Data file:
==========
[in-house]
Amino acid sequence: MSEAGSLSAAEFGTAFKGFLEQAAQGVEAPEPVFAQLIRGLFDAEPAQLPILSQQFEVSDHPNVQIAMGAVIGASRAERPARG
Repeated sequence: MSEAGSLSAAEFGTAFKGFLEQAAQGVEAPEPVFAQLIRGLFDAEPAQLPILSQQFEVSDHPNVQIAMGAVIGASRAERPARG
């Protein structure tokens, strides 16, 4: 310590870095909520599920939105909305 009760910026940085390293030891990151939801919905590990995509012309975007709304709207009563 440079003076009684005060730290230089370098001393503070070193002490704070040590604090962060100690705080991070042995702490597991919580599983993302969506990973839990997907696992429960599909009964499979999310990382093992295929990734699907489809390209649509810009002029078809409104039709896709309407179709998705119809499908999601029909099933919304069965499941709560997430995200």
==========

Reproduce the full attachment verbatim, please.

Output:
[in-house]
Amino acid sequence: MSEAGSLSAAEFGTAFKGFLEQAAQGVEAPEPVFAQLIRGLFDAEPAQLPILSQQFEVSDHPNVQIAMGAVIGASRAERPARG
Repeated sequence: MSEAGSLSAAEFGTAFKGFLEQAAQGVEAPEPVFAQLIRGLFDAEPAQLPILSQQFEVSDHPNVQIAMGAVIGASRAERPARG
């Protein structure tokens, strides 16, 4: 310590870095909520599920939105909305 009760910026940085390293030891990151939801919905590990995509012309975007709304709207009563 440079003076009684005060730290230089370098001393503070070193002490704070040590604090962060100690705080991070042995702490597991919580599983993302969506990973839990997907696992429960599909009964499979999310990382093992295929990734699907489809390209649509810009002029078809409104039709896709309407179709998705119809499908999601029909099933919304069965499941709560997430995200």